Not, as you might expect, one side then another, like a duplex printer, but up to three or four pages on each side, all printed directly onto a single roll. This is then fed into the folding and cutting section. Out the other end comes a finished book. Just thinking how this actually worked made my head ache!

If you put in a request for one of your books it gets batched up with all the others for that day of the same size. When we watched the machines were printing a 5” x 8” run. Some were single books, other longer runs.

These come off and are then manually moved to the next phase, where the pages are bound together. From there they go to where the cover is added – again a semi-manual operation.

Cover Story

Finished book, before trimming

Finished book, before trimming

Covers are pre-printed then fed to the correct book, stuck on and laminated either in gloss or matt. At this stage the book looks odd because it still has all the guides and print information on it, which is then trimmed off, with all waste being recycled.

The finished books are passed to despatch, where one or more individuals use the bar code on the back of the book to match up on that day’s production and put them in a slot either for single book or a bulk run.

Single books go to one section where they are packaged up, bulk orders go elsewhere to be boxed.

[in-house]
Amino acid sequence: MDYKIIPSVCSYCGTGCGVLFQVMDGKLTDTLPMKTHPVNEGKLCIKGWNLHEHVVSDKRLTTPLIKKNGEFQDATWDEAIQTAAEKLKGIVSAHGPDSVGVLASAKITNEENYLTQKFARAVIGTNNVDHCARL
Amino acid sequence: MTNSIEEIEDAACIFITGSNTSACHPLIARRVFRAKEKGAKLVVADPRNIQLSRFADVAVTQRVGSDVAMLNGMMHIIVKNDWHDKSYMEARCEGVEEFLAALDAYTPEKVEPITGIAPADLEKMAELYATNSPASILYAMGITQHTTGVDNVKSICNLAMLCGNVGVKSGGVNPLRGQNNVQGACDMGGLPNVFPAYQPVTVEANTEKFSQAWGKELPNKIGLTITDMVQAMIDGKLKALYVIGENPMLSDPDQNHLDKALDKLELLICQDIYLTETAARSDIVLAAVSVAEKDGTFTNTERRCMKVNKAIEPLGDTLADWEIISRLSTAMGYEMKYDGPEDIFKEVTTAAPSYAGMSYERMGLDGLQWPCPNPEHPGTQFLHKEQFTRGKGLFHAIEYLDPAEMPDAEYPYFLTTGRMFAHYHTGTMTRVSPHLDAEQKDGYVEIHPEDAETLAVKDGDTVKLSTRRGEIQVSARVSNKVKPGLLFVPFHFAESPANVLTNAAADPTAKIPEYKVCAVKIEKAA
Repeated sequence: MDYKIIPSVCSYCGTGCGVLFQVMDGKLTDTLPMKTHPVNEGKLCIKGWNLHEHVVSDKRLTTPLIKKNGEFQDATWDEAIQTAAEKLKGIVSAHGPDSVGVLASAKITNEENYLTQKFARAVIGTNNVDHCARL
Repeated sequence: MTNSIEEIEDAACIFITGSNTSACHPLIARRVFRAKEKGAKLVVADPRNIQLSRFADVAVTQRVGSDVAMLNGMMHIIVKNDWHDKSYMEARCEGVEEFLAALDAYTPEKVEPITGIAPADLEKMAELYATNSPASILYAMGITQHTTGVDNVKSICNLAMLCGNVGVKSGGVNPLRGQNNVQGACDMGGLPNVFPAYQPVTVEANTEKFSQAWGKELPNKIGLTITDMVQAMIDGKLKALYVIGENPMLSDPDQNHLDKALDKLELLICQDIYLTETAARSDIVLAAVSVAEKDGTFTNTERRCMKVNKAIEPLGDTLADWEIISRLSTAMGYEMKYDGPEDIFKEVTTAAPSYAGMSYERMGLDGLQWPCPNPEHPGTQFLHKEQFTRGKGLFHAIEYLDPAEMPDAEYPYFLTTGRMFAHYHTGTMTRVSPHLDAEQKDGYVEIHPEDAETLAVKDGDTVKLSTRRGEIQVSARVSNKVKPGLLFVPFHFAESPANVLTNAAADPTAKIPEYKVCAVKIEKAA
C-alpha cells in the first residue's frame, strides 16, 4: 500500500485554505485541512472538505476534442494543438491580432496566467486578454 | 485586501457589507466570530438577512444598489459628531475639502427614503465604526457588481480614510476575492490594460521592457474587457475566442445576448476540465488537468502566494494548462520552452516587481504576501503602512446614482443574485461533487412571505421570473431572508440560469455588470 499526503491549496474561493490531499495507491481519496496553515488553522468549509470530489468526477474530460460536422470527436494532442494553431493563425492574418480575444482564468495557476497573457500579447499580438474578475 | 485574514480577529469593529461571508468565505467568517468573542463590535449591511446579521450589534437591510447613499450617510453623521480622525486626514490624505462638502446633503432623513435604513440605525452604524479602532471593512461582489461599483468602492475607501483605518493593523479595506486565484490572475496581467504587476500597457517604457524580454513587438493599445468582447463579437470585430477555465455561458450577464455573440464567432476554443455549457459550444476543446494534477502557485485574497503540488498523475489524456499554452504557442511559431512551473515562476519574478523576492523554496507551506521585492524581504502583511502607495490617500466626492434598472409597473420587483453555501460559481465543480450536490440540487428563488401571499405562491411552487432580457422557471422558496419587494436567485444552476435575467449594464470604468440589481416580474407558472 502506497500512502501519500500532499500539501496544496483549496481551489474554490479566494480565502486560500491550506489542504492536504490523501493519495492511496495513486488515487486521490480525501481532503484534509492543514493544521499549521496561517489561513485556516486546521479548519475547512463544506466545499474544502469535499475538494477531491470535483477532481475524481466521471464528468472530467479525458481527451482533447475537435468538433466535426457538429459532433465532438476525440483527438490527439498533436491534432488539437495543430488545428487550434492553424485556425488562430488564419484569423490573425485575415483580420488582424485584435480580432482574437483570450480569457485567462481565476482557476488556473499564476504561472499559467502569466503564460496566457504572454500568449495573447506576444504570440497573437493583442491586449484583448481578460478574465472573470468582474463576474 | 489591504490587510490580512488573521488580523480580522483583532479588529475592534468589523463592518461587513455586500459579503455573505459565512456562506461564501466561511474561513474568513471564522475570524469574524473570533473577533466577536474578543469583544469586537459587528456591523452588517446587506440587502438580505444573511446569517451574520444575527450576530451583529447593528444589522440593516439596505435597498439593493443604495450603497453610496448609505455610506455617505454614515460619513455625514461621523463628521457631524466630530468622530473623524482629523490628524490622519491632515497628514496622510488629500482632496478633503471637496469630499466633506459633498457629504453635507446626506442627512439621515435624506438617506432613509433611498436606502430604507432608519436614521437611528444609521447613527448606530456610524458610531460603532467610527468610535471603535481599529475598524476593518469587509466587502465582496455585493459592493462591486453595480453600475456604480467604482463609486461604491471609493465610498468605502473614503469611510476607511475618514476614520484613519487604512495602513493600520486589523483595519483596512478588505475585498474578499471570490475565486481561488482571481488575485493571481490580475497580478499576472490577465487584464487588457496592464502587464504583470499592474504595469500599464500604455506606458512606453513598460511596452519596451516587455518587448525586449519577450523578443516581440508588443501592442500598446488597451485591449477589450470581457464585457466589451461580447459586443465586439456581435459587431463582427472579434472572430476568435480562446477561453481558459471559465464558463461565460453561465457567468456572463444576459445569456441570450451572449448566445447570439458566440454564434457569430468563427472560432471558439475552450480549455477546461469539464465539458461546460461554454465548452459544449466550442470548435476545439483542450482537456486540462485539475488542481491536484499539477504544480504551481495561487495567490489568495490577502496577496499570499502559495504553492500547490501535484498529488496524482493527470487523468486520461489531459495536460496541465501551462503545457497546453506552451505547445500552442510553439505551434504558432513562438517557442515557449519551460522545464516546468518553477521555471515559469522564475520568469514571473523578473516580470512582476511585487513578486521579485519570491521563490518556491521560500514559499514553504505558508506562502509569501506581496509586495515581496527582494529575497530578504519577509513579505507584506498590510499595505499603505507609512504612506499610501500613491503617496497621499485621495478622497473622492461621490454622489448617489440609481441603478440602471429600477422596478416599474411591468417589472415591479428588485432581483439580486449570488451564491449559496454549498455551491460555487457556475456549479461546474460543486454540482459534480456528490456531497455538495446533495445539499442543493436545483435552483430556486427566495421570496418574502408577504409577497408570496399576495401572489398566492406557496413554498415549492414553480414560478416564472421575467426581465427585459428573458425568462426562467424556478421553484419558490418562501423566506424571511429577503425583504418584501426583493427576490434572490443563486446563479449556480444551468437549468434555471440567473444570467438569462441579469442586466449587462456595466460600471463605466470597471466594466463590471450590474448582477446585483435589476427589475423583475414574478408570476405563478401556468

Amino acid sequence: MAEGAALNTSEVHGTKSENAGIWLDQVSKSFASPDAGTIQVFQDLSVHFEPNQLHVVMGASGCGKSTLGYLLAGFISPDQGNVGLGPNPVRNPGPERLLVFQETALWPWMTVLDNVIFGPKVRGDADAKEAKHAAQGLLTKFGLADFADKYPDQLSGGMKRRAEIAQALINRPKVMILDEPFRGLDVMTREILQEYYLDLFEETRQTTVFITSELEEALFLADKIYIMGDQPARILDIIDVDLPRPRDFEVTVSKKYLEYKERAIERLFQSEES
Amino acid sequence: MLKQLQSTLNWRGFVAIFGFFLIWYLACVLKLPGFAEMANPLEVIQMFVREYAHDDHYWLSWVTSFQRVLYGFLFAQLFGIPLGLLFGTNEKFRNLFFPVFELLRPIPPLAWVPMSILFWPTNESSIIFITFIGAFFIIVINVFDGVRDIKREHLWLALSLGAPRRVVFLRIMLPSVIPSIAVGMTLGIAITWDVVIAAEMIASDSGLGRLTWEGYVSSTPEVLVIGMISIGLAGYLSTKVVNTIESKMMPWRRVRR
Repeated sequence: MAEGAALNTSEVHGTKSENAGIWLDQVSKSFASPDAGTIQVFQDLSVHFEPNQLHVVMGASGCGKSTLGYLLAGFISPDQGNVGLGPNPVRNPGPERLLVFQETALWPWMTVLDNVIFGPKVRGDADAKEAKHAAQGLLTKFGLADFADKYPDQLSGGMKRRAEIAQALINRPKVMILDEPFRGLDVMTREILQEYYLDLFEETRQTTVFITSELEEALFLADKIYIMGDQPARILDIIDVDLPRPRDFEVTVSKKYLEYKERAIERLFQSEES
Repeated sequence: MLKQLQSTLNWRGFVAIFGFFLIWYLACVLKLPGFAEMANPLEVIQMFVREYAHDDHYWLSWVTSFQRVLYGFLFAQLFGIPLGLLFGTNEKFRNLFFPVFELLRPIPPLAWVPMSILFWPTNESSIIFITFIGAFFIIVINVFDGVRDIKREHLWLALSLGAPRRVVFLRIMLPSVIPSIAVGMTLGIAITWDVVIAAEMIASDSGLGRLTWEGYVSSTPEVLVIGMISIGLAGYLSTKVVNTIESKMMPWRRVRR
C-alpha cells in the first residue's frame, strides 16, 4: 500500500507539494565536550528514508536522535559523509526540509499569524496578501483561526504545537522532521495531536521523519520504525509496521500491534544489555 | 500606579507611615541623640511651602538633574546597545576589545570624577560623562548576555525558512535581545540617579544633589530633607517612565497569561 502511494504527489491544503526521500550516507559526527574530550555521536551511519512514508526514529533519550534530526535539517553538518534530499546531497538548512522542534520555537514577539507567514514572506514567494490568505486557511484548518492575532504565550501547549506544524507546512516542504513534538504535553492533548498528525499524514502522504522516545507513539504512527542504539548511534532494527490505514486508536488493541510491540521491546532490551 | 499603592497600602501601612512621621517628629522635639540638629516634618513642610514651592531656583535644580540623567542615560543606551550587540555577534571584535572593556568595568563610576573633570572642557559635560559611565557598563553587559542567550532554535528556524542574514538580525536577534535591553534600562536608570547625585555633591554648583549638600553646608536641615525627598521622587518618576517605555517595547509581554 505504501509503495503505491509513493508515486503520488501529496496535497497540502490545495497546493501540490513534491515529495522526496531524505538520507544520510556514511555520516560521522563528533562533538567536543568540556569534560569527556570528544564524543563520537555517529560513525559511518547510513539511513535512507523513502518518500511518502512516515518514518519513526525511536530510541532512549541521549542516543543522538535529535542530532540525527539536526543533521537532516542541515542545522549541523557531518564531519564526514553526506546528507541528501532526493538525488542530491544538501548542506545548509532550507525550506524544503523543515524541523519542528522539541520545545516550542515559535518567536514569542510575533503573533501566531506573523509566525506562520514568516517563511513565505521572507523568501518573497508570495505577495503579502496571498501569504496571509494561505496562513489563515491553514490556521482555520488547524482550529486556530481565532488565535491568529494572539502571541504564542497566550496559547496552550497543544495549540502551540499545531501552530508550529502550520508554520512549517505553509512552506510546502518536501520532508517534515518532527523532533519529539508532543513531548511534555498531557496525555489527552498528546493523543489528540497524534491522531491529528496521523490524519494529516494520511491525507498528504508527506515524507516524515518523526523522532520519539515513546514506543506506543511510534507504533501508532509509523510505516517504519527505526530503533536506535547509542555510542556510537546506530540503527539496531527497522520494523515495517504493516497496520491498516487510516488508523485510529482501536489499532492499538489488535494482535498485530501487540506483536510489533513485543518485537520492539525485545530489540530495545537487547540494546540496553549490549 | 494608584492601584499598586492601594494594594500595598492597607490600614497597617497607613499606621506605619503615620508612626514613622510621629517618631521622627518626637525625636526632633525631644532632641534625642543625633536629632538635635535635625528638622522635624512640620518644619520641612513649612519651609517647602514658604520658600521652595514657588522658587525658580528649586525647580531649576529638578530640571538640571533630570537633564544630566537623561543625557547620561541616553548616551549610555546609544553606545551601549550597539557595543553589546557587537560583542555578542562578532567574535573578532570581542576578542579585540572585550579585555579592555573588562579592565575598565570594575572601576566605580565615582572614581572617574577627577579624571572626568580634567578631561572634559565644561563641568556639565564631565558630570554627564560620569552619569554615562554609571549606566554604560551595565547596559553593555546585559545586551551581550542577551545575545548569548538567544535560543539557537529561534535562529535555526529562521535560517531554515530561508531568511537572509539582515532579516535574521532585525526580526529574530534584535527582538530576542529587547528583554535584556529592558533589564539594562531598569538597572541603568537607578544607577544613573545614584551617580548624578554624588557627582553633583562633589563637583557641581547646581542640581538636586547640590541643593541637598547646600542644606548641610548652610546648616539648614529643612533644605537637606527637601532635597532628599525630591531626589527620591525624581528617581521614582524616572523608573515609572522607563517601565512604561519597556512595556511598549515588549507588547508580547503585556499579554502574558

Terry also showed us the hardback printing facilities, and talked a little about the advances in pod printing that have taken place over the years. Personally, I loved it all. Having worked many years ago in a traditional printing factory, where my job was to melt down old lead type after it came off the printing press, this showed me how much things have changed since!

Interesting Facts

Some interesting facts that came out of the day:

  • There is less than 10% paper wastage from where excess is trimmed off various print sizes, and what there is goes for recyling,
  • In the US Ingram is the biggest distributor of books
  • Ingram has facilities in the US, UK, France and Australia, and services other territories through partner arrangements. As of 2015 there are partners in Germany, Russia, Poland, Brazil and South Korea. By the end of 2016 they will be putting in place partner arrangements in South America, South Africa, China and India.

This was a far more entertaining and informative day than I had expected, and I had already expected it to be good. Ingram came across as professional, businesslike, but also very approachable. They were interested in even the smallest issues raised by our group, determined to make sure they met our needs as well as they possibly could whether we were a single Indie author or a publishing house.

I want to thank Andy Bromley for the invitation, and all Ingram staff throughout the day for a wonderful experience.

To find out more about Ingram Spark’s services for self-published and indie authors, visit their website: www.ingramspark.com. ALLi members are entitled to a discount on Ingram Services. Visit the Discounts and Deals page in the Member Zone.

#Selfpub #author@DavidPenny_ reports on his tour of the @IngramSpark UK #POD plant Click To Tweet

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13 Responses to How Ingram Spark Prints Your Print-on-Demand (POD) Book

  1. Orla Shanaghy September 2, 2016 at 12:17 pm #

    Such an interesting article! It makes me want to do a tour myself! Thanks David.

  2. gailbixler February 5, 2016 at 5:42 pm #

    Thank you for posting this, David! Very cool…